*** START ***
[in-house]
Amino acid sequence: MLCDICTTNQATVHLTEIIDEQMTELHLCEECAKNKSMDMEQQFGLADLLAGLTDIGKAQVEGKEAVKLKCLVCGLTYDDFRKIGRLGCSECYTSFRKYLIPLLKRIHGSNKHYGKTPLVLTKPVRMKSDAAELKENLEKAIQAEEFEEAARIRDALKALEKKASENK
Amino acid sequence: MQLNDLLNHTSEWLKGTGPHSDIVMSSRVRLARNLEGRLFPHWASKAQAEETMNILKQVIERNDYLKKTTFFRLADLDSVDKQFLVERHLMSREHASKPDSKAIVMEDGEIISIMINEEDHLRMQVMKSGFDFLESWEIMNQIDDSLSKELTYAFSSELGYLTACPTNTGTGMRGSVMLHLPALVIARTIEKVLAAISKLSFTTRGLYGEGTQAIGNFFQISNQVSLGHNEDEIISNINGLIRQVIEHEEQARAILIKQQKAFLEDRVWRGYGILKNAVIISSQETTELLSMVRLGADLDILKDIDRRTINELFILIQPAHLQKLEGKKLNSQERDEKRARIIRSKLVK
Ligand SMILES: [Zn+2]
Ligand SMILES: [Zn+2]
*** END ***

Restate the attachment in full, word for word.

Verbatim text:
[in-house]
Amino acid sequence: MLCDICTTNQATVHLTEIIDEQMTELHLCEECAKNKSMDMEQQFGLADLLAGLTDIGKAQVEGKEAVKLKCLVCGLTYDDFRKIGRLGCSECYTSFRKYLIPLLKRIHGSNKHYGKTPLVLTKPVRMKSDAAELKENLEKAIQAEEFEEAARIRDALKALEKKASENK
Amino acid sequence: MQLNDLLNHTSEWLKGTGPHSDIVMSSRVRLARNLEGRLFPHWASKAQAEETMNILKQVIERNDYLKKTTFFRLADLDSVDKQFLVERHLMSREHASKPDSKAIVMEDGEIISIMINEEDHLRMQVMKSGFDFLESWEIMNQIDDSLSKELTYAFSSELGYLTACPTNTGTGMRGSVMLHLPALVIARTIEKVLAAISKLSFTTRGLYGEGTQAIGNFFQISNQVSLGHNEDEIISNINGLIRQVIEHEEQARAILIKQQKAFLEDRVWRGYGILKNAVIISSQETTELLSMVRLGADLDILKDIDRRTINELFILIQPAHLQKLEGKKLNSQERDEKRARIIRSKLVK
Ligand SMILES: [Zn+2]
Ligand SMILES: [Zn+2]